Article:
Key findings from Emerald Works’ annual research report reveal that “high impact learning cultures (HILC) are 10 times more likely to have a sustainable impact on four critical levers of business:  growth, transformation, productivity, and profitability.”

A learning culture is “a set of organizational practices, values and processes within a workplace. The goal of a learning culture is to encourage the continuous growth of learning and development and to improve the performance of individual employees and, therefore, the entire organization.”

There are many components of a learning culture in a work environment. Many times, the expectation is for the learning team to drive and sustain the learning culture. However, the reality is that it is much more involved than one function. The development of a learning culture lies beyond the learning and development (L&D) function.

The trifecta that is influential in creating a high-impact learning culture includes:

  1. Organizational leadership.
  2. Line management and employees.
  3. Collaboration between L&D and human resources (HR).

When these critical groups do their parts, the organization builds a much stronger foundation for high performance and continuous growth.

Why Is This Important? 

Learning does not occur at a single event or time; it must be continuous, on demand and just in time. Work-related learning takes place from sources inside and outside the L&D function, as our devices connect us to information from many sources. Learning in the flow of work and experiential learning have much greater impact, and learning is a journey over time to support increased knowledge, build skills and reskill employees as organizations transform their business strategies. Knowledge workers are essentially obsolete, but “learning” workers are the key to organizational success. Employees must continuously grow as they advance in their careers.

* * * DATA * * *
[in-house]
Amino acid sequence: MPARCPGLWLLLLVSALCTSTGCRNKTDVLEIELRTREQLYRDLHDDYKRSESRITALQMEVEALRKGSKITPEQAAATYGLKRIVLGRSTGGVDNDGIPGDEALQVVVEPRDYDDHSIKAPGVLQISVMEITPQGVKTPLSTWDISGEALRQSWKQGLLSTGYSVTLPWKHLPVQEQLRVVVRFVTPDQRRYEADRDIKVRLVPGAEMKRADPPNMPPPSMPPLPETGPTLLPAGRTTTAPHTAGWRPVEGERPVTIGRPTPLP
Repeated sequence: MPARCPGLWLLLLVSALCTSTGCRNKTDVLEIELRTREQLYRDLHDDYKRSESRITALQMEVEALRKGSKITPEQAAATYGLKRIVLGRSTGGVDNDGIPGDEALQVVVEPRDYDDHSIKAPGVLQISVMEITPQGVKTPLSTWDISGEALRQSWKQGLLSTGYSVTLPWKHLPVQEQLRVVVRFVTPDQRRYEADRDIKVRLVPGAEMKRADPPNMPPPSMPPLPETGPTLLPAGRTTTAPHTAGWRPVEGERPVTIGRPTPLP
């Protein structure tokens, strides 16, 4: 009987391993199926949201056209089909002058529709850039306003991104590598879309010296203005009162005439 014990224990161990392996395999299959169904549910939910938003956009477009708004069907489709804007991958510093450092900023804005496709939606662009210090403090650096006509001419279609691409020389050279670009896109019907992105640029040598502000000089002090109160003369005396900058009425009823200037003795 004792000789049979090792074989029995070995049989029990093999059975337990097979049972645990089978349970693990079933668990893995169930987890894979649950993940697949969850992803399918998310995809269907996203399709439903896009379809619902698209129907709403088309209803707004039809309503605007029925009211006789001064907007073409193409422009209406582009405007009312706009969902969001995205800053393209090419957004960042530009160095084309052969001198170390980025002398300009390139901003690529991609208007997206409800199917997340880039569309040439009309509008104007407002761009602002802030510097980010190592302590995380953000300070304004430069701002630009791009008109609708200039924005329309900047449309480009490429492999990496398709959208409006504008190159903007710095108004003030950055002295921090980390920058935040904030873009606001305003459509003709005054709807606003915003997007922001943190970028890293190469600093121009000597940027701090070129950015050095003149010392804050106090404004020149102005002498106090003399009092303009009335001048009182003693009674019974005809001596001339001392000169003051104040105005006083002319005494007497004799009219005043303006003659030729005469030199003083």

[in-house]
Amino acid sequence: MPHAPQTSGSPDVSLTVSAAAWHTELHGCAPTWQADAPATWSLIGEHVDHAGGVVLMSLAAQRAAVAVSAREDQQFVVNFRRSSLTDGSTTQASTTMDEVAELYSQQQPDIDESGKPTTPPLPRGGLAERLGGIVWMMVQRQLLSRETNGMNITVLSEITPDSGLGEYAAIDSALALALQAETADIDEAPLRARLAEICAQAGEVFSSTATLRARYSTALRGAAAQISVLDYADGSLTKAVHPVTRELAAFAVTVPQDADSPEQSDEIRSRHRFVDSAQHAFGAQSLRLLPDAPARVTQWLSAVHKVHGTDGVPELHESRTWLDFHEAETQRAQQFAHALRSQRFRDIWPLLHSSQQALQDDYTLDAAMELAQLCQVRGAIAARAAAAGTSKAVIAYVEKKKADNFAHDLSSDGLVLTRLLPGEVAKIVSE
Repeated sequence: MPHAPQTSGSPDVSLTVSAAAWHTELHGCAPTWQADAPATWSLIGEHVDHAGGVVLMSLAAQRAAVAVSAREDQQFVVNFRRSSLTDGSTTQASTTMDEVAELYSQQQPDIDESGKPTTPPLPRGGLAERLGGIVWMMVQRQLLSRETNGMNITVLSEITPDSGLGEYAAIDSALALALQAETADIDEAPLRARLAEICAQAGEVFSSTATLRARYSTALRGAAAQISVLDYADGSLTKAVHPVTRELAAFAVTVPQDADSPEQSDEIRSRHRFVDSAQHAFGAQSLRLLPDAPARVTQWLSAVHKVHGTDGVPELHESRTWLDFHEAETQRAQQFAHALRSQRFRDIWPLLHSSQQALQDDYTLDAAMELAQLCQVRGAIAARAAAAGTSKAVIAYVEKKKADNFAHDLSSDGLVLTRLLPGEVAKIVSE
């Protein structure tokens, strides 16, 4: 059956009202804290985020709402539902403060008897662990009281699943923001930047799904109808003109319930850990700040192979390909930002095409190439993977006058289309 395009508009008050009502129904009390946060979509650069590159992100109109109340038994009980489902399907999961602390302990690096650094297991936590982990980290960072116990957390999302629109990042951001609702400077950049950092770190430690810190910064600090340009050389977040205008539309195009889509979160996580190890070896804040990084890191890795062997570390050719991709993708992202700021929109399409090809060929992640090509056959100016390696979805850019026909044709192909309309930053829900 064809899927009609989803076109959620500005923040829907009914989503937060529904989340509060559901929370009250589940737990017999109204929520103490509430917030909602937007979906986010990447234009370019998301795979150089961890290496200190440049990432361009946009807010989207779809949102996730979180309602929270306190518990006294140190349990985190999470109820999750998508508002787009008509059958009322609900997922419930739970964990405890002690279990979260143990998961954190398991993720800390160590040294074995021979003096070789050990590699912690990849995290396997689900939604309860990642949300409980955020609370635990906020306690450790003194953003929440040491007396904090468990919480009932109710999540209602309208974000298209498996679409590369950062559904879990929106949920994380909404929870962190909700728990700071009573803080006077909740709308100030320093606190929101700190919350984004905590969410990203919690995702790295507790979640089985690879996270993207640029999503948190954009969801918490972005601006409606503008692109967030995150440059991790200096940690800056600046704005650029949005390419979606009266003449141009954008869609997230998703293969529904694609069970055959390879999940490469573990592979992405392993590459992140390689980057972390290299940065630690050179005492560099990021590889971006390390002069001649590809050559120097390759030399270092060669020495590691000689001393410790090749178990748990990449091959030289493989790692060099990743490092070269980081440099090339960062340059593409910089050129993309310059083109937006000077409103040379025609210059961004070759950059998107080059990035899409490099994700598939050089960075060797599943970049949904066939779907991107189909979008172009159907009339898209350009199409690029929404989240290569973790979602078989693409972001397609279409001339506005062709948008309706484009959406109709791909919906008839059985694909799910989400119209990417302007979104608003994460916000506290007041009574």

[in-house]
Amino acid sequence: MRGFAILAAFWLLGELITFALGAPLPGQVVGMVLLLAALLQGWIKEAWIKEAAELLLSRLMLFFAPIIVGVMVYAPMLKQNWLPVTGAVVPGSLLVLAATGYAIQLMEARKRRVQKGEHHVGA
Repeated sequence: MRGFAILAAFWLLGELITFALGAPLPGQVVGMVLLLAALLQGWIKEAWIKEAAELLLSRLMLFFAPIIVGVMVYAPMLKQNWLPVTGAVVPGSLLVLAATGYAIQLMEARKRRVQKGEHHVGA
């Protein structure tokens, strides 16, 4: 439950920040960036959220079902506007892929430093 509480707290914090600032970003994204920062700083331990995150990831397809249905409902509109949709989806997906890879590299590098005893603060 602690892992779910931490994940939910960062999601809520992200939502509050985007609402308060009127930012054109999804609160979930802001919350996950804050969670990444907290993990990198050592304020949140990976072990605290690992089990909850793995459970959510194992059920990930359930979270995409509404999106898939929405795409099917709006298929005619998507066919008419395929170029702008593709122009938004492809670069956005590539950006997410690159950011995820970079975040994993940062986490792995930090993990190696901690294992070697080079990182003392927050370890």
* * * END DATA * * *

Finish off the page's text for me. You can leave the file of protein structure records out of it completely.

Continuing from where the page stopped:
Organizational Leadership

CEOs and executive leadership must model learning behaviors and provide consistent messaging to encourage continuous growth. Leaders that incorporate learning into the organizations’ DNA by driving a growth mindset can foster innovation, collaboration and support for company goals. A learning culture also creates a space for employees to challenge the status quo with new knowledge, take acceptable risks and not be penalized for failures. If leadership employs learning as part of their employee value proposition, they will attract employees that continuously learn and grow and experience increased retention.

Line Management and Employees

Managers support the professional growth of their teams and themselves with consistent messaging regarding continuous learning. Managers will be more apt to share the responsibility for learning, coach their team members with more regular feedback, encourage time for development as learning is increasingly valued and more aligned to performance measures. Managers who model lifelong learning behaviors will  influence and empower employees to build their skills and contribute to organizational transformation.

L&D and HR Team

Historically the keepers and drivers of learning culture, L&D and HR teams should focus on the continuous development of the organization’s learning foundation and create alignment between shifting organizational strategies.

Building the learning foundation includes:

  • Oversight, management and governance of the learning platform.
  • Optimizing learning-related tools and resources, such as learning libraries, curated learning content, professional skills development, thought leadership within business functions and continuous promotion of learning content.
  • Alignment with upstream and downstream functions.
  • Implementation of industry trends or opportunities that fit the needs of the organization’s business goals.

Collaboration between organizational leadership, line management and employees, and L&D and HR teams will contribute to a stronger and more impactful learning culture in any organization.